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Ask an Archivist Day 2023

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A photo of the massive amount of archived material the FTA curates

The Archive is renowned for its pioneering efforts to rescue, preserve and showcase moving image media. It is dedicated to ensuring that film history is explored and enjoyed for generations to come.

A strip of film placed through a synchronizer.

For this year’s Ask an Archivist Day, we’re revisiting some of the questions that have been asked in previous years by our followers on Twitter, Instagram and Facebook — from our oldest holdings to “holy grails” and what makes this work so special.

What are some ways to get involved in moving image archiving and/or pursue a career in the field?

Mark Quigley, John H. Mitchell Television Curator
: I would suggest that professionals interested in working in moving image archives become involved in the Association of Moving Image Archivists (AMIA). AMIA provides excellent opportunities to get to know the field and the people working in it. Education programs in moving image archive studies (such as the Media Archival Studies concentration at the UCLA School of Education and Information Studies) have generated a very talented pool of graduates that are attractive applicants for open posts, so continuing your education is a good path.

Miki Shannon, Senior Film Preservationist: In addition to coursework, graduate school affords students with the opportunity to intern at studios, labs and a variety of archives to gain experience that can translate to skills in your area of interest.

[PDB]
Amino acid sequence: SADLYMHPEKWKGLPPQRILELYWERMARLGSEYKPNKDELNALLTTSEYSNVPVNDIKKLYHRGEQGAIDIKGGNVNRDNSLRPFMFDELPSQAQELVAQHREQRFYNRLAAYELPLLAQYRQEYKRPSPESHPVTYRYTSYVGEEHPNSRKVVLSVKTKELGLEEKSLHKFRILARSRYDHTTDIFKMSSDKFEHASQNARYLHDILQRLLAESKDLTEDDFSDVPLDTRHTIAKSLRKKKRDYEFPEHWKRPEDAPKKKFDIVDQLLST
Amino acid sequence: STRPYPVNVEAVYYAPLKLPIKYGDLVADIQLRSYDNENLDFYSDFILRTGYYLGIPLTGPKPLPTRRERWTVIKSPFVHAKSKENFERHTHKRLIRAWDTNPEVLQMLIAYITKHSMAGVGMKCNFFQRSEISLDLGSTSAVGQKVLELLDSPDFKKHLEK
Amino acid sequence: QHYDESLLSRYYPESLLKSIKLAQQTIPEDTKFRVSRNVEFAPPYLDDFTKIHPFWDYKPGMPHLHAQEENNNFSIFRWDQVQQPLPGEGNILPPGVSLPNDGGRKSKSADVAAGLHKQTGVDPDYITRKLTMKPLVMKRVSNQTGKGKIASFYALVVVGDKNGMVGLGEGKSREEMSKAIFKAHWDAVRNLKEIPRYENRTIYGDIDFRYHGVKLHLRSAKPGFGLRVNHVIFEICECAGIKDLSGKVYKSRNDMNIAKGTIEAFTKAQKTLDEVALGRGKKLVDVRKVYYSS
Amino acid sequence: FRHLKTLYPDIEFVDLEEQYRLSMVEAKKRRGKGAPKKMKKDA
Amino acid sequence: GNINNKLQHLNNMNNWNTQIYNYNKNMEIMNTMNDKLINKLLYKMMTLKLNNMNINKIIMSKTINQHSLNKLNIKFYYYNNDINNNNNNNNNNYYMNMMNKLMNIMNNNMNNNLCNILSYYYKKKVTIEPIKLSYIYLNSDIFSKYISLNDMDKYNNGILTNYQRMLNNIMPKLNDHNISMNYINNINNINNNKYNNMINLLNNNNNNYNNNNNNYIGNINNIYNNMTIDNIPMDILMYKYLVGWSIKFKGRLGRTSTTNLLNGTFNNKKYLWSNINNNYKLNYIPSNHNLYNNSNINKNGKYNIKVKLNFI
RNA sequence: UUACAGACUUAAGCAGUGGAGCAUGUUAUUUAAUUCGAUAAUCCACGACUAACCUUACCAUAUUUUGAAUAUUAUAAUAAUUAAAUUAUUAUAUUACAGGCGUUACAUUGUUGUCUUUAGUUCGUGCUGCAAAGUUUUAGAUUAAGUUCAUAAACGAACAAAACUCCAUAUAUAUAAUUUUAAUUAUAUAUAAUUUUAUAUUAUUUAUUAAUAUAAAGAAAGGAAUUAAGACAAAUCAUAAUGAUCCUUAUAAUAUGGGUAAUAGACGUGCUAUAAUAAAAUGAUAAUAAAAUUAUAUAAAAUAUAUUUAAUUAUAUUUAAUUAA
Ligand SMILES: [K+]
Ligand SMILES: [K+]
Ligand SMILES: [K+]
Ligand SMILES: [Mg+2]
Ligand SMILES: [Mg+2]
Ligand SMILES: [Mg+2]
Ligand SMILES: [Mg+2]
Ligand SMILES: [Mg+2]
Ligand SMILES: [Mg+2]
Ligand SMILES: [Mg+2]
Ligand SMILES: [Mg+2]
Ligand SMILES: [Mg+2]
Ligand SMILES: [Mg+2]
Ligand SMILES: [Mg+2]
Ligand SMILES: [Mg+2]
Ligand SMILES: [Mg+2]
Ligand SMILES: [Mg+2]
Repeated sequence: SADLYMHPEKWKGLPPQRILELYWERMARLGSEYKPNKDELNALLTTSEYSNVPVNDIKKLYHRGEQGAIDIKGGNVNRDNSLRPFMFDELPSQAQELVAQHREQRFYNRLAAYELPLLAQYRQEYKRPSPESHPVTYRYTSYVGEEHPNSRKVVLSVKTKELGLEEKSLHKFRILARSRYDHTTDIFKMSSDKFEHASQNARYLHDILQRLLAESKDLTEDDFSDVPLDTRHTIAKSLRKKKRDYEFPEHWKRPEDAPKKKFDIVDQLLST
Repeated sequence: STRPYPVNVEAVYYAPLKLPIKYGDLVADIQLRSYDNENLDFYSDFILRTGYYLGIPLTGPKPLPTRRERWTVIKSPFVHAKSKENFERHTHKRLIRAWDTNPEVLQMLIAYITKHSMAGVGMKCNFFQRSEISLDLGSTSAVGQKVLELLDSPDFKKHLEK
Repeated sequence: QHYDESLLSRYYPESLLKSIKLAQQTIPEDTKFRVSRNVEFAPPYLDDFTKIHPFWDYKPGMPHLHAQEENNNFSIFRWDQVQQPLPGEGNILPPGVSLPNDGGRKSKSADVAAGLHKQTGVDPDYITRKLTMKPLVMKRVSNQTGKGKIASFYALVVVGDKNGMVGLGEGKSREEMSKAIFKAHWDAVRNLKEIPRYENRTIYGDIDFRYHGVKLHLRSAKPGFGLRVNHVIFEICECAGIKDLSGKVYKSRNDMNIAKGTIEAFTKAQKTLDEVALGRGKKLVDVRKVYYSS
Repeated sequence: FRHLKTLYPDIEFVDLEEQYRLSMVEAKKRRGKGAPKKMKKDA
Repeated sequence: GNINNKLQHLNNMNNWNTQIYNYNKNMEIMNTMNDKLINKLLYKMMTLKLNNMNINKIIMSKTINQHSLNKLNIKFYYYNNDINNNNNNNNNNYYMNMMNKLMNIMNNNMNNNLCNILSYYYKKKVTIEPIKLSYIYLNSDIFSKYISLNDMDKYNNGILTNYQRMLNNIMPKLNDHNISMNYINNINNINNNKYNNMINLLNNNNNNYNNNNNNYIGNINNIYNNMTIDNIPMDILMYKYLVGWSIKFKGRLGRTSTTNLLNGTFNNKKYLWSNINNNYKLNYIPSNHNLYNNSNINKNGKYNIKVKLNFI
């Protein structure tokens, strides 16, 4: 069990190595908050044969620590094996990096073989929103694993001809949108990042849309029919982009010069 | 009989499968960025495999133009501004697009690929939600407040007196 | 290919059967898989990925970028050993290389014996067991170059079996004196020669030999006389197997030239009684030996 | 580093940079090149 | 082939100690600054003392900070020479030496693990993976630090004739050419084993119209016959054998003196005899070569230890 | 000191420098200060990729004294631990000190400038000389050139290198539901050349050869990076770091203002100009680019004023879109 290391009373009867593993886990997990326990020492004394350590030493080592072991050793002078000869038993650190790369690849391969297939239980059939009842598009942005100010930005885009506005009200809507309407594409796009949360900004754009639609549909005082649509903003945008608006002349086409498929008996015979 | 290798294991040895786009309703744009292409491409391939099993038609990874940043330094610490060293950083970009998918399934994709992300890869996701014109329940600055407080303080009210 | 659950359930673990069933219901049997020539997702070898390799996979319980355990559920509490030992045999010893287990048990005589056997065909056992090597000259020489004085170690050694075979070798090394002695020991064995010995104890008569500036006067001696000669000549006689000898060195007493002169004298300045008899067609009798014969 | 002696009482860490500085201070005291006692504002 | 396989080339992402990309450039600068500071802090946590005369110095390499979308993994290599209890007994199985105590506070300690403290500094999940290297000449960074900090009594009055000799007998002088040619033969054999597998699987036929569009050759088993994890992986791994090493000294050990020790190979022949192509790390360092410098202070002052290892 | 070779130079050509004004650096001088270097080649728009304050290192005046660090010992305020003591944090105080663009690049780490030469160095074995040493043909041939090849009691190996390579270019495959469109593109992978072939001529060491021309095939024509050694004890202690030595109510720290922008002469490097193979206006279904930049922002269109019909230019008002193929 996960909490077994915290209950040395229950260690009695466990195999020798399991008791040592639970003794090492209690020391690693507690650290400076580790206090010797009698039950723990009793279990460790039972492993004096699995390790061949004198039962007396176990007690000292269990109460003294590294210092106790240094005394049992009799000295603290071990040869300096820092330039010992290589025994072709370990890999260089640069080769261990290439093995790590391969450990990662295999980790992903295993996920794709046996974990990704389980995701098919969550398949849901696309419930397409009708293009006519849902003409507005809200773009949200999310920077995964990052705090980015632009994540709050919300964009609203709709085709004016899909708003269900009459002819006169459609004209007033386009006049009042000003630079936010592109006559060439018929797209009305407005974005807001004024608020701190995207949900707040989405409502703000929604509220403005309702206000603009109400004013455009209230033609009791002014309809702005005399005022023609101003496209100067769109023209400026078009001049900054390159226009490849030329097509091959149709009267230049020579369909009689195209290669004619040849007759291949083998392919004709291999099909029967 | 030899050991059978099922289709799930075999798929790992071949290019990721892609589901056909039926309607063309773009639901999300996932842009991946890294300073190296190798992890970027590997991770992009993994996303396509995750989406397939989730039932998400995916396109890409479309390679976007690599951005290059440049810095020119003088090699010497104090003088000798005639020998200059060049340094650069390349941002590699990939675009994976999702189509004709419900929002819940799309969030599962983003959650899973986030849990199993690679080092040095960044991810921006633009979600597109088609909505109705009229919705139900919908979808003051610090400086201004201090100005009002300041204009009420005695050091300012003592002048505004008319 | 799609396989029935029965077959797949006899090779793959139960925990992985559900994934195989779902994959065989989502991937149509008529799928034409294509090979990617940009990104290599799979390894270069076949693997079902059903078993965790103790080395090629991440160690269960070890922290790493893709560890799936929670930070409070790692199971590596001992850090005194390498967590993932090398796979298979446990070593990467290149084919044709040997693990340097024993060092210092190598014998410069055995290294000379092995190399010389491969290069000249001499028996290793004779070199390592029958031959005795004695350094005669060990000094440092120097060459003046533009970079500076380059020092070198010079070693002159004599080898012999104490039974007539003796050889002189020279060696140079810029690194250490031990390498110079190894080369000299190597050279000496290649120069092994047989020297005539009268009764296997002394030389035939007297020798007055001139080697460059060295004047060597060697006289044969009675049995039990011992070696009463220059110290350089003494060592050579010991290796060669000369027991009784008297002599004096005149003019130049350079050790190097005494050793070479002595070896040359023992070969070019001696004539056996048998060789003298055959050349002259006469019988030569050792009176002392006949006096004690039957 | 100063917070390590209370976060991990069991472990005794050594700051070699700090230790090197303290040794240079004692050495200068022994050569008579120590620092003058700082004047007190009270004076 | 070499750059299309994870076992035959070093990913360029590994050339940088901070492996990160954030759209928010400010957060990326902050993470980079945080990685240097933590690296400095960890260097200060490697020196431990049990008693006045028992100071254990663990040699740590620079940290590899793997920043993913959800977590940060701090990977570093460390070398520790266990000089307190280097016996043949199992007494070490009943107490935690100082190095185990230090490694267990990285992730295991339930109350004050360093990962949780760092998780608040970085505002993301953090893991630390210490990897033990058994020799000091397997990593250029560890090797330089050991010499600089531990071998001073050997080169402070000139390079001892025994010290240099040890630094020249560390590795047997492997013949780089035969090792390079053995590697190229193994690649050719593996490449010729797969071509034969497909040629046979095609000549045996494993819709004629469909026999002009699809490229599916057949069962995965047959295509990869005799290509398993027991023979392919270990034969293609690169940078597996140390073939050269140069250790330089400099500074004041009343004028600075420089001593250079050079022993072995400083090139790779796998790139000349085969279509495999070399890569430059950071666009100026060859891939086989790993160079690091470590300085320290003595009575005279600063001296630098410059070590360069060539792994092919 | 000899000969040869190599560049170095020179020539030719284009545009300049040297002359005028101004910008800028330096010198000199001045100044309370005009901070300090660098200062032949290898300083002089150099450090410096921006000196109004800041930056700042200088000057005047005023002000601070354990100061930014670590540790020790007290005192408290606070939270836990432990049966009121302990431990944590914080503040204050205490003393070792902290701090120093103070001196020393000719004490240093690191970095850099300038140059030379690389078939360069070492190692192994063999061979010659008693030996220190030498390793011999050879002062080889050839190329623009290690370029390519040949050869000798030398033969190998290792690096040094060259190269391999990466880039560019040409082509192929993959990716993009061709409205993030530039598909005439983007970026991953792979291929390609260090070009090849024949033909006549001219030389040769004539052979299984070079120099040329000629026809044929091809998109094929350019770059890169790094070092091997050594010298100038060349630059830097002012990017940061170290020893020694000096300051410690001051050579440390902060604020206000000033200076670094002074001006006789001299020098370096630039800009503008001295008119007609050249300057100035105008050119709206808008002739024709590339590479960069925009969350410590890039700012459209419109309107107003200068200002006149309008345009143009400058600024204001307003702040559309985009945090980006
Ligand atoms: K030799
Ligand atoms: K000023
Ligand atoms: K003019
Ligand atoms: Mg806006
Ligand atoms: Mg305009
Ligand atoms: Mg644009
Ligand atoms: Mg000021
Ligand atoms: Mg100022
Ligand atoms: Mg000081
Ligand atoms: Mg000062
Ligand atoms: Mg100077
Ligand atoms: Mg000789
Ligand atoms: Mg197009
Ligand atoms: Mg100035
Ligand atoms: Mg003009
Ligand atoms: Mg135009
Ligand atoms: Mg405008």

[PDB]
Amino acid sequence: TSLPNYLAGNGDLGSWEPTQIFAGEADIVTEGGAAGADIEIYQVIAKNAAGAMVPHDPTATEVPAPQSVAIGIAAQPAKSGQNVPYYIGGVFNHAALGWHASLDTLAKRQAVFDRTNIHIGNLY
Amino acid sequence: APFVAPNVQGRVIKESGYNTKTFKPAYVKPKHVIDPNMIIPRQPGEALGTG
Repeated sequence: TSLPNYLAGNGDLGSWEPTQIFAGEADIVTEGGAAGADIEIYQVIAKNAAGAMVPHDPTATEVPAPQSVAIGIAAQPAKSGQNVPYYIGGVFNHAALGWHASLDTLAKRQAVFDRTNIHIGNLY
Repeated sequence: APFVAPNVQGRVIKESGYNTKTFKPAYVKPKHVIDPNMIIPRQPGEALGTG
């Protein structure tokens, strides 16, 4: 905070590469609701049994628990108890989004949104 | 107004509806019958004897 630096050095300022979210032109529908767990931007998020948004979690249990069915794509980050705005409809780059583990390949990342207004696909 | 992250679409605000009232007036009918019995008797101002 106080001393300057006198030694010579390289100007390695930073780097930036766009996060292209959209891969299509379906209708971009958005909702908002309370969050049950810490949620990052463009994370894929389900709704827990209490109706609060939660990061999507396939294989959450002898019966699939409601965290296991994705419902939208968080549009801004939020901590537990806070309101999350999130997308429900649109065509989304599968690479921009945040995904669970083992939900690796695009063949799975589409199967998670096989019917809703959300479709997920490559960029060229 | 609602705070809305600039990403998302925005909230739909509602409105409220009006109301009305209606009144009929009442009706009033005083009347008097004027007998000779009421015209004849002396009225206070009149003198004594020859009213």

Staci Hogsett, Head of Collections: The International Federation of Film Archives (FIAF), National Film Preservation Foundation and other organizations often have great resources for those interested in learning more about the field. Our student interns in the Collection Services department come from a wide range of backgrounds and we’re always happy to teach the skills needed.

Todd Wiener, Motion Picture Curator: Also, attend archival symposia and events (like the L.A. Archives Bazaar, Orphan Film Symposium, and your local Home Movie Day, which is an opportunity to volunteer) and screenings with archivist Q&As, etc.


UCLA Media Archival Studies graduate Yesenia Perez received training in the Collection Services department through a student internship.

What is the oldest record in your collection?

Jeffrey Bickel, Senior Newsreel Preservationist
: The oldest item that exists in the Hearst newsreel collection is a silent newsreel story from 1915 from the Hearst-Selig News Pictorial series. It is a WWI story of a German spy, Capt. Werner Vanhorne, who bombed an important railroad line bridge in Vanceboro, Maine, which connected Canada and the U.S. The bomb damaged the bridge, but it did not destroy it, and Capt. Vanhorne was caught, convicted and served six years in prison.

Mark: The Archive's television collection has numerous programs from 1948. One of the most interesting early titles is a deposited kinescope excerpt of The Bob Howard Show, one of the earliest network programs hosted by an African American. 

Staci: The oldest confirmed item we have in our collection, overall, is nitrate film of President William McKinley’s funeral from 1901. The Archive also conserves modern film copies of 1890s shorts that survive as paper prints at the Library of Congress.